OBJECTIVE: Rhino-orbital-cerebral mucormycosis is usually associated with a poor prognosis and is almost exclusively seen in immunocompromised patients. We report the third documented case of rhino-orbital-cerebral mucormycosis caused by Apophysomyces elegans (a new genus of the family Mucoraceae first isolated in 1979) in an immunocompetent individual. Orbital exenteration and radical debridement of involved adjacent structures combined with intravenous liposomal amphotericin resulted in patient survival. DESIGN: Interventional case report. METHOD: A 59-year-old immunocompetent white man sustained a high-pressure water jet injury to the right inner canthus while cleaning an air conditioner filter. He later had "orbital cellulitis" develop that did not respond to antibiotics and progressed to orbital infarction. Imaging studies and biopsy results led to a diagnosis of mucormycosis. Tissue culture grew Apophysomyces elegans, a new genus of the family Mucoraceae first isolated in 1979. Orbital exenteration and radical debridement of involved adjacent structures, combined with intravenous liposomal amphotericin, resulted in patient survival. RESULTS: After orbital exenteration and debridement of involved adjacent structures along with intravenous liposomal amphotericin, our patient has remained free from relapse with long-term follow-up. CONCLUSIONS: The agent causing this case of rhino-orbital-cerebral mucormycosis (Apophysomyces elegans) contrasts with the three genera most commonly responsible for mucormycosis (rhizopus, Mucor, and absidia) in that infections with this agent tend to occur in warm climates, by means of traumatic inoculation, and in immunocompetent patients. Rhino-orbital-cerebral mucormycosis should be considered in all patients with orbital inflammation associated with multiple cranial nerve palsies and retinal or orbital infarction, regardless of their immunologic status. A team approach to management is recommended for early, appropriate surgery and systemic antifungal agents.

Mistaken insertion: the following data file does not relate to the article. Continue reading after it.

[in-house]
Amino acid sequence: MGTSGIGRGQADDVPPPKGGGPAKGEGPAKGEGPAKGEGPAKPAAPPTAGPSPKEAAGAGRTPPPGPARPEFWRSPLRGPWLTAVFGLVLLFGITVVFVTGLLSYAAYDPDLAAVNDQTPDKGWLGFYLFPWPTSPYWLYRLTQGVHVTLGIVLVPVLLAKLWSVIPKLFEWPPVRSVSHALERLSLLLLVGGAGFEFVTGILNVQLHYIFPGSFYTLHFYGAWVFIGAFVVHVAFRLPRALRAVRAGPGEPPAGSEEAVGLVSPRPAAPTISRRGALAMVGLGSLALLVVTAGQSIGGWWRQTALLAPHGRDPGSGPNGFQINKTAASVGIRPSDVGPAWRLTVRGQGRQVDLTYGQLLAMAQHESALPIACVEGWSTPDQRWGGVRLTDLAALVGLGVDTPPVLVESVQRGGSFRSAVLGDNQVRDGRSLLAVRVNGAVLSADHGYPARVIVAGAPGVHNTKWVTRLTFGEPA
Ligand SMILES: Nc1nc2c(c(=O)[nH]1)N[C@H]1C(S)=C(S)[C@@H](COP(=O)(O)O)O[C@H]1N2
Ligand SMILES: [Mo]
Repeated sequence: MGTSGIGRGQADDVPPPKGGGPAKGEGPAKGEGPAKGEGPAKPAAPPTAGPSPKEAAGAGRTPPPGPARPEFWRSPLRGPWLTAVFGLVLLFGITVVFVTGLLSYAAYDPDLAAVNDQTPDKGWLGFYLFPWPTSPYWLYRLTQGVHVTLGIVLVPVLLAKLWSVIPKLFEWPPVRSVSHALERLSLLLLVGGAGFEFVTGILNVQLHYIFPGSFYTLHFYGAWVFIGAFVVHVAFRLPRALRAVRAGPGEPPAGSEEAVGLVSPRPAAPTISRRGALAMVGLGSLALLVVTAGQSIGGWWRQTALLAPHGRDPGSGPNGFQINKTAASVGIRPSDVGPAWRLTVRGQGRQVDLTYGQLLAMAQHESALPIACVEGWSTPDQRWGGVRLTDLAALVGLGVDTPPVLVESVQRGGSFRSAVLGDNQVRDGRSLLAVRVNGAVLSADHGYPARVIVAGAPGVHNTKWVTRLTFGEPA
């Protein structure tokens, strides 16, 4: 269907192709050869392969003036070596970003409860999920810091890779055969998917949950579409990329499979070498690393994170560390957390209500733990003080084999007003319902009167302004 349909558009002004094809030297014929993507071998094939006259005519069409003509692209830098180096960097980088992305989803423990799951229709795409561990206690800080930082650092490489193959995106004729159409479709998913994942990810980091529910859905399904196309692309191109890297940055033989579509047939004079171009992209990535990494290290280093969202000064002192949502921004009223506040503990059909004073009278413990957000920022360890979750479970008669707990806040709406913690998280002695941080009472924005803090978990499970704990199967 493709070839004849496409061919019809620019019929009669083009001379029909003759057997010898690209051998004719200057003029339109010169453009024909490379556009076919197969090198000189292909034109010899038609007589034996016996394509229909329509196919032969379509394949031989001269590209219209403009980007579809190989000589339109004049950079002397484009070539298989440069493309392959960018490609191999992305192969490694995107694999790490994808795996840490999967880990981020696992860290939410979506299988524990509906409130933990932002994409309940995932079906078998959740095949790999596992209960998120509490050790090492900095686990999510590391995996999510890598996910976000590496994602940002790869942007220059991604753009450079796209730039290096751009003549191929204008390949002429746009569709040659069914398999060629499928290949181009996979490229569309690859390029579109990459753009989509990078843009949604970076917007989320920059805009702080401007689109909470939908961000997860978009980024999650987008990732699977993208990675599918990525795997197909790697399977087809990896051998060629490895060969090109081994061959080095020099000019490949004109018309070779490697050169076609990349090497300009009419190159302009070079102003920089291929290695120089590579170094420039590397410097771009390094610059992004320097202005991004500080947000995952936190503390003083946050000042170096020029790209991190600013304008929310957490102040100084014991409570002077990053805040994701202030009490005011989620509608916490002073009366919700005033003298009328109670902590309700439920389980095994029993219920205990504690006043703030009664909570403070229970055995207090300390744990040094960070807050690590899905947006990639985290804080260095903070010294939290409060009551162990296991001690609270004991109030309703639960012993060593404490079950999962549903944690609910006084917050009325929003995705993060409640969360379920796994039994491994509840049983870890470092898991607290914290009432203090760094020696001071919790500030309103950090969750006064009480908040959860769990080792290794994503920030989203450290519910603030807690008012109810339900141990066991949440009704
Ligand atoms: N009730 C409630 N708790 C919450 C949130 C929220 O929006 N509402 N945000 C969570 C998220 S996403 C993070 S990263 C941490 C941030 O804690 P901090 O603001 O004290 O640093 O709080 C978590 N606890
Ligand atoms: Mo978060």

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4/31. Renal mucormycosis in the hiv patient.

    mucormycosis is an increasingly recognized opportunistic infection. It usually affects patients with debilitating conditions such as cancer, diabetes mellitus, renal failure, and extensive burns. Mucor infection has also been described in human immunodeficiency virus (hiv) patients. The most common clinical presentations are the cerebral, cutaneous, and renal forms. We describe a unique case of bilateral renal mucormycosis presenting with renal failure in an hiv-infected patient. In the immunosuppressed host, a history of intravenous (IV) drug abuse associated with symptoms of pyelonephritis should alert the clinician to the possibility of mucor infection. blood and urine culture are often negative. The diagnosis is made histologically in most cases. The treatment of hiv patients with mucormycosis and renal failure includes hemodialysis, nephrectomy, and intravenous amphotericin in addition to antiretroviral therapy. Bilateral renal involvement with Mucor carries a poor prognosis.
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5/31. Successful non-surgical treatment of disseminated polymicrobial fungal infection in a patient with pancytopenia and graft-versus-host disease.

    Invasive fungal infections after bone marrow transplantation have an extremely poor prognosis. Surgical excision in combination with antifungal therapy is considered necessary for treatment, especially for central nervous system (CNS) infection. We describe successful medical management with lipid complex amphotericin b (ABLC) and itraconazole, without surgical excision, of disseminated fungal infection involving the lungs and CNS in a patient with pancytopenia and graft-versus-host disease.